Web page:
Growing numbers of enterprises are using immersive technologies such as augmented and virtual reality to deliver better efficiency, productivity and safety, with augmented rather than full virtual, expected to lead the way.
A new report by the Capgemini Research Institute has found that 82% of companies currently implementing augmented/virtual reality (AR/VR) say the benefits are either meeting or exceeding their expectations.
However, a shortage of in-house expertise and insufficient backend infrastructures are significant barriers to growth.
Drawing on responses from more than 700 executives in the automotive, manufacturing and utilities sectors found that 50% of enterprises currently not implementing AR and VR will start exploring immersive technologies for their business operations within the next three years.
These include using AR to remotely access real-time help from experts on a wearable or handheld device, and VR to train employees. Some 46% of companies believe the technology will become mainstream in their organisations within the next three years, while a further 38% think it will in the next three to five years.
The report found that companies in the US and China are currently leading the implementation race, with more than 50% of companies surveyed already implementing immersive technology for business operations.
Conversely, over 50% of companies in the UK, France, Germany, and the Nordics are still only experimenting with AR/VR initiatives.
Benefits of immersive technologies
The report revealed that while AR is more complex to implement, organisations perceive it as more beneficial than VR.
It highlights that AR generates productivity benefits thanks to streamlined workflows, citing examples such as, technicians at Porsche using AR glasses that project step-by-step bulletins and schematic drawings across the line of vision, while also allowing remote experts the ability to see what the technician sees to provide feedback.
This solution can shorten service resolution time by up to 40%. VR improves efficiency and safety and helps manage complexities of tasks thereby boosting productivity.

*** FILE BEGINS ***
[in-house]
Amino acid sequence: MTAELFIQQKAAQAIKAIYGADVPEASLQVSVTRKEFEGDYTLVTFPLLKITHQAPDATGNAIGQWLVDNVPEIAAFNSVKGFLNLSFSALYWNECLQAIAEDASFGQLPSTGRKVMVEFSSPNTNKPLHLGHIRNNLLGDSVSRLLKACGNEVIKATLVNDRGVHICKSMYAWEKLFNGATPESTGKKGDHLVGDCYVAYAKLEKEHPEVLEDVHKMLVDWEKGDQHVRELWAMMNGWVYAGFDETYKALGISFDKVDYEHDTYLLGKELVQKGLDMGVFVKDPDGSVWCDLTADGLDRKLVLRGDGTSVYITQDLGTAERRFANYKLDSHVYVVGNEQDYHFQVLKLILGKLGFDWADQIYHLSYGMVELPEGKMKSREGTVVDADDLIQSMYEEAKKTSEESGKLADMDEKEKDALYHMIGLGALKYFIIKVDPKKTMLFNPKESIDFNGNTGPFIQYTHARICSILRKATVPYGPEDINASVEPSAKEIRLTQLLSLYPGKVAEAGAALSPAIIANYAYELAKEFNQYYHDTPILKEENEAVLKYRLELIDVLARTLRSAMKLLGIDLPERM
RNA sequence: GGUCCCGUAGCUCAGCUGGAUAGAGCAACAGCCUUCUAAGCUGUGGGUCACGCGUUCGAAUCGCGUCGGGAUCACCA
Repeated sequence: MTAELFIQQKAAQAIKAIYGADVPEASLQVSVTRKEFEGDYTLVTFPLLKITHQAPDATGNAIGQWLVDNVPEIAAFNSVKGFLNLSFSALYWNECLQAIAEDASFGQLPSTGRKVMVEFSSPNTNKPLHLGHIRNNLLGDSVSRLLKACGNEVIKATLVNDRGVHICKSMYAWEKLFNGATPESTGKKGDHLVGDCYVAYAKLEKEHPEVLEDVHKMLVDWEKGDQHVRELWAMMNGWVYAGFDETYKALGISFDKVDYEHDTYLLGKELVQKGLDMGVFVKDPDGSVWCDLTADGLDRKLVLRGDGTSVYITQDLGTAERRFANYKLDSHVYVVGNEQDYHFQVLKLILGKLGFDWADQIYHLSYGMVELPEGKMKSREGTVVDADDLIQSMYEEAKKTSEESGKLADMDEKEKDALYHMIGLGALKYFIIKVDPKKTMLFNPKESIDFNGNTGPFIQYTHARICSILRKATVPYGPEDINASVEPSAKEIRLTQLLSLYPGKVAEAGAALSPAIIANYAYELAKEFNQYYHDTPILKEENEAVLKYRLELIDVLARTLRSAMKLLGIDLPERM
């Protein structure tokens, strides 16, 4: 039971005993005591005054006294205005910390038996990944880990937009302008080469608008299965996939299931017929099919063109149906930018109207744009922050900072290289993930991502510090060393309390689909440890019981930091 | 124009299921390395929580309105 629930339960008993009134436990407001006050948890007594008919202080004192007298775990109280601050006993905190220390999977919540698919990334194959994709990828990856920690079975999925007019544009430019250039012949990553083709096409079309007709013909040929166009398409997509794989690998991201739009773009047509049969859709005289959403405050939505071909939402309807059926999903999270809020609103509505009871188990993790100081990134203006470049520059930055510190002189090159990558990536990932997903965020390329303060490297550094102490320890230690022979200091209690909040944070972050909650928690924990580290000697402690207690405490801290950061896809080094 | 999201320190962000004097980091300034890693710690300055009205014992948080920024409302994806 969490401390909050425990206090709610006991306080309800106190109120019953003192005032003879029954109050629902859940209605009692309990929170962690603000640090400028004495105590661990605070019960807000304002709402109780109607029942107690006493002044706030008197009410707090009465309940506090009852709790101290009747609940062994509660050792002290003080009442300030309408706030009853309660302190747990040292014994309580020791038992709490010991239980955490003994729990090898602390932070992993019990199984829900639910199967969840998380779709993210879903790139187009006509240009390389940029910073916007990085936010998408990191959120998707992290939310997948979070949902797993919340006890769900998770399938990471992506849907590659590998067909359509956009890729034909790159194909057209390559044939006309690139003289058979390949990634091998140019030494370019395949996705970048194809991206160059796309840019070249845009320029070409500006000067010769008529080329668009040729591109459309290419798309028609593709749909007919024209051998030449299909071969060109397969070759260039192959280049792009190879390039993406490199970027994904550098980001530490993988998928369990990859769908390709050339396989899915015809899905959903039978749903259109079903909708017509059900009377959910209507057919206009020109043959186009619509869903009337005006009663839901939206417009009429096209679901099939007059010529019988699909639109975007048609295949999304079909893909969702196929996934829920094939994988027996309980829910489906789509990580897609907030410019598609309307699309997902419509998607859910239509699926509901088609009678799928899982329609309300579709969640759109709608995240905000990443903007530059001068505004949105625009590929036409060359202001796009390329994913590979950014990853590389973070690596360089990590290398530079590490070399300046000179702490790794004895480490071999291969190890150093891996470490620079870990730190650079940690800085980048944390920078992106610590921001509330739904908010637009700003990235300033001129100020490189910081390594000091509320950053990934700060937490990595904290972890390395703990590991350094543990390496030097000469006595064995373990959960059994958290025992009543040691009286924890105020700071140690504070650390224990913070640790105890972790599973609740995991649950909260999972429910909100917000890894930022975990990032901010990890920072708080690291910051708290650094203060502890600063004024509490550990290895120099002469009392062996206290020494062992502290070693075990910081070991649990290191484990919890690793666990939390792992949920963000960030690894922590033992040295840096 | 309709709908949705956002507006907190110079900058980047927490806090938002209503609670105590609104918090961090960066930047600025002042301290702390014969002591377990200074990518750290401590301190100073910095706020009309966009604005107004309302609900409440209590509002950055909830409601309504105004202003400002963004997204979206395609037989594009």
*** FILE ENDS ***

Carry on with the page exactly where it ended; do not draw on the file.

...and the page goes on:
For instance, the report highlights that VR is used at Airbus to integrate digital mock-ups into production environments, giving assembly workers access to complete 3D models of the aircraft under production.
This reduces the time required to inspect from three weeks to three days. Additionally, at least 75% of companies with large-scale AR/VR implementations can attest to operational benefits of more than 10%.
Most common use cases
Across the automotive, manufacturing and utilities sectors, the most popular uses of AR and VR are reportedly repair and maintenance, and design and assembly.
Between 29% and 31% of companies using AR and/or VR are using it for repair and maintenance, specifically to consult digital reference materials (31%), seek a remote expert (30%), digitally view components not in physical view (30%) and superimpose step-by-step instructions on work stations (29%).
For design and assembly, VR and/or AR is being used to view digital assembly instructions (28%), simulate product performance in extreme conditions (27%), visualise infrastructures from various angles (27%) and overlay design components onto existing modules (26%).
AR is seen as more relevant and widely implemented than VR
Two-thirds of all organisations surveyed believe that AR is more applicable to their business operations than VR. While VR has been found to enhance a solo, immersive user-experience that is isolated from the real world, AR connects the digital world to the real world, and therefore supports a number of breakthrough use-cases.
Of companies deploying AR, 45% are implementing the technology, compared with just 36% of those companies using VR (the rest of the companies are still at the experimentation phase).
Expand AR/VR initiatives
The report identified a group of “early achievers” who are driving the most benefits from their immersive technology initiatives. Representing 16% of the total companies surveyed, these organisations are focusing on four key strategies:
*All images courtesy of Capgemini Research Institute